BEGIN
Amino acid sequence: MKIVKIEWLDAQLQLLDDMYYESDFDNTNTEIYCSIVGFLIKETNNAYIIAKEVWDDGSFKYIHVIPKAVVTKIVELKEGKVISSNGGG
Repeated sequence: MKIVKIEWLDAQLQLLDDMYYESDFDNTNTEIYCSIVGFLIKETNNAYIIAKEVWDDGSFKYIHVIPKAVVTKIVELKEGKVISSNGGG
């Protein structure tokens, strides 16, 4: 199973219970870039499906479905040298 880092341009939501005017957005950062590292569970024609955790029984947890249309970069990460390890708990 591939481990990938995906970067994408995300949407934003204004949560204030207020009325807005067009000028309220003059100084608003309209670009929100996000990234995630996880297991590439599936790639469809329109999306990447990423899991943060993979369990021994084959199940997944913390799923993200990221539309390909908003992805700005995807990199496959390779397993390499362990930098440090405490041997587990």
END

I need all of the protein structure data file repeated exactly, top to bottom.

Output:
Amino acid sequence: MKIVKIEWLDAQLQLLDDMYYESDFDNTNTEIYCSIVGFLIKETNNAYIIAKEVWDDGSFKYIHVIPKAVVTKIVELKEGKVISSNGGG
Repeated sequence: MKIVKIEWLDAQLQLLDDMYYESDFDNTNTEIYCSIVGFLIKETNNAYIIAKEVWDDGSFKYIHVIPKAVVTKIVELKEGKVISSNGGG
């Protein structure tokens, strides 16, 4: 199973219970870039499906479905040298 880092341009939501005017957005950062590292569970024609955790029984947890249309970069990460390890708990 591939481990990938995906970067994408995300949407934003204004949560204030207020009325807005067009000028309220003059100084608003309209670009929100996000990234995630996880297991590439599936790639469809329109999306990447990423899991943060993979369990021994084959199940997944913390799923993200990221539309390909908003992805700005995807990199496959390779397993390499362990930098440090405490041997587990």